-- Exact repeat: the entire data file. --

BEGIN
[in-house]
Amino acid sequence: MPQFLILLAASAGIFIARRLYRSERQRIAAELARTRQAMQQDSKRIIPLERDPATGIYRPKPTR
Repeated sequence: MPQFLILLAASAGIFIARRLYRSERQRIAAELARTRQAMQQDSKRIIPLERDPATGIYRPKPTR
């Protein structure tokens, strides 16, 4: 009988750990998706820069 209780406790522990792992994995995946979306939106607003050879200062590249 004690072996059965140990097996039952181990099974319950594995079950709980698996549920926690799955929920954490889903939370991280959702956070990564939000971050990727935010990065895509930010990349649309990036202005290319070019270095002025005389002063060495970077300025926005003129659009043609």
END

[in-house]
Amino acid sequence: MPQFLILLAASAGIFIARRLYRSERQRIAAELARTRQAMQQDSKRIIPLERDPATGIYRPKPTR
Repeated sequence: MPQFLILLAASAGIFIARRLYRSERQRIAAELARTRQAMQQDSKRIIPLERDPATGIYRPKPTR
């Protein structure tokens, strides 16, 4: 009988750990998706820069 209780406790522990792992994995995946979306939106607003050879200062590249 004690072996059965140990097996039952181990099974319950594995079950709980698996549920926690799955929920954490889903939370991280959702956070990564939000971050990727935010990065895509930010990349649309990036202005290319070019270095002025005389002063060495970077300025926005003129659009043609």